One might expect that the impact of high-speed, computerized securities trading would not be a controversial subject because the relevant information can be quantified, measured, and assessed.
But one would be wrong.
When it comes to the impact of high-frequency trading (HFT) on securities markets, limited data and inconsistent measures of its impact only fuel a controversy in which there seems to be little ground between those who seem to know that HFT has ruined markets and those believing that investors have never had it better.
Adding to the controversy about the impact of HFT is today's publication of Flash Boys: A Wall Street Revolt by famed author Michael Lewis. While the book no doubt does a great job of explaining the complexities of modern financial markets to non-experts, based on excerpts, reviews, and interviews describing the stock market as being "rigged," those wanting a more nuanced view should look elsewhere.
To cut through the noise surrounding HFT, it's helpful to look at empirical studies on the subject.
And indeed, there's lots of empirical studies finding that HFT in various forms undermines the quality of markets and increases costs to investors. Perhaps the best review of evidence-based studies in this regard is a December 2013 publication by R. T. Leuchtkafer. It reviews numerous academic, industry, and government studies with conclusions such as "HFT can be highly destabilizing as it propagates shocks across markets at very high speed," "high frequency traders do not as a rule engage in the provision of liquidity like traditional market makers," and there is "strong evidence that HFT increases the trading costs of institutional investors."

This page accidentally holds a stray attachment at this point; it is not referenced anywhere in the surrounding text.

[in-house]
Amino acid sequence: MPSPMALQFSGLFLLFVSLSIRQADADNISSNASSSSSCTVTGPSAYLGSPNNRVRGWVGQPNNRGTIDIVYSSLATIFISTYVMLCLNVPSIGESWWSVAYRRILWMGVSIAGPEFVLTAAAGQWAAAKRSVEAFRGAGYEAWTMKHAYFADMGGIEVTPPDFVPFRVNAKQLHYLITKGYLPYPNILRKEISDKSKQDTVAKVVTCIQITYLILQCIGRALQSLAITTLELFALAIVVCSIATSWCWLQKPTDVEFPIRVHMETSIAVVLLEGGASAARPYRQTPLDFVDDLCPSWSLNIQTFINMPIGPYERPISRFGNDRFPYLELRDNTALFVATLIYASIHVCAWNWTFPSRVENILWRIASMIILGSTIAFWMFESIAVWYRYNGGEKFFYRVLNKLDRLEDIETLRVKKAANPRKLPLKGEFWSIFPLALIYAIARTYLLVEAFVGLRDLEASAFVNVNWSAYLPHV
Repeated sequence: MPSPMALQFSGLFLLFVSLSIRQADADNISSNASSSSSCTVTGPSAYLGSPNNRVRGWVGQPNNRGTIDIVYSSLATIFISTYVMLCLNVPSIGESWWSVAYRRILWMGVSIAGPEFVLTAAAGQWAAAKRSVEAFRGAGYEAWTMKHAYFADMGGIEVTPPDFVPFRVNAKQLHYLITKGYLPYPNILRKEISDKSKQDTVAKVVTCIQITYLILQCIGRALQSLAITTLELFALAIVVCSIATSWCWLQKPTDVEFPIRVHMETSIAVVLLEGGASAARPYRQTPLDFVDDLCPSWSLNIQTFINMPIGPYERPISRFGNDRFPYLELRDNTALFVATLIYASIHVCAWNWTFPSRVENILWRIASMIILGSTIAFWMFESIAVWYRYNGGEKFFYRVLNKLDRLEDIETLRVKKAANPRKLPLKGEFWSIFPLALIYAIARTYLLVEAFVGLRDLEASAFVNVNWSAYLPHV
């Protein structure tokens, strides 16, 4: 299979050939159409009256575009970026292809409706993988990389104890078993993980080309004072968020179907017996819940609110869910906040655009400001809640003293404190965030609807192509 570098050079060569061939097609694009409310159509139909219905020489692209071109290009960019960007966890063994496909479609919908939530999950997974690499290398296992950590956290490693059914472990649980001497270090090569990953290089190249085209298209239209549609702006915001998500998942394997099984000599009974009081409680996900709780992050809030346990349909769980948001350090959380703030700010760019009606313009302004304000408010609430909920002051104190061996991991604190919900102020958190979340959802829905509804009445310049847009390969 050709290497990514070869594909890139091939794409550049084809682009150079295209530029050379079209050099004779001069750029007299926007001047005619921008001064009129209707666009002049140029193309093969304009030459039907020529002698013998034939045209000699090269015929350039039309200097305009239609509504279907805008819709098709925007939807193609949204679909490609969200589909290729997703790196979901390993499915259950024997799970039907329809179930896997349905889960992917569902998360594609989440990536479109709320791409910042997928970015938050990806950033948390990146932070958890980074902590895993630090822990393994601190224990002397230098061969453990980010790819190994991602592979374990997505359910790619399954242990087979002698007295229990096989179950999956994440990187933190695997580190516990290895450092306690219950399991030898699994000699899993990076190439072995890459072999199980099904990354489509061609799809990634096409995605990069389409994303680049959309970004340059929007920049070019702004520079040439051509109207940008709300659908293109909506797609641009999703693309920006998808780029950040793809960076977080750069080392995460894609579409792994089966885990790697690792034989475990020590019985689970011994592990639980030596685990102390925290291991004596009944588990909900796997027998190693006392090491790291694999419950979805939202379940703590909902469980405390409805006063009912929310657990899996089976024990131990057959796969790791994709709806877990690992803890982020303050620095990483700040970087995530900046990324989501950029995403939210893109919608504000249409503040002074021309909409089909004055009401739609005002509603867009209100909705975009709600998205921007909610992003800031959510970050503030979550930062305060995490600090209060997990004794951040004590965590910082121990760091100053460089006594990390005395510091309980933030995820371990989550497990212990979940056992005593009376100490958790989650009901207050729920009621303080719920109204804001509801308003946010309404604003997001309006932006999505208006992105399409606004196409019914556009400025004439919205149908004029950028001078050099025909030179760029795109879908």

But the usefulness of Leuchtkafer's review is limited: it only includes negative findings (and opinions, for that matter).
In March 2014, staff of the U.S Securities and Exchange Commission (SEC) conducted its own review of empirical studies on the impact of HFT. While certainly not comprehensive, the SEC's review includes several studies not included in Leuchtkafer's review. And many of these additional studies find that HFT has a positive impact on markets and investors.
Among other things, these studies found that HFT "was associated with a 15% decline in effective spreads and a 23% reduction in the adverse selection costs of posted prices," that "price efficiency as measured by [order imbalance and price delay] is significantly higher on days of high HFT aggressiveness," and that for investors "trading costs did not change significantly" following a fee change that reduced HFT.
The SEC's review is hardly an endorsement of HFT. Overall, it finds the impact mixed. In any case, the SEC's review recognizes its own limitations, noting that the HFT "picture remains unfinished" due to the limited availability of data.
So while empirical studies of HFT"s impact hardly paint a conclusive picture, they do help to cut through the noise of HFT's most vocal critics and proponents. Hopefully, a balanced view of the empirical record will have the most influence over any reforms undertaken by regulators or market participants.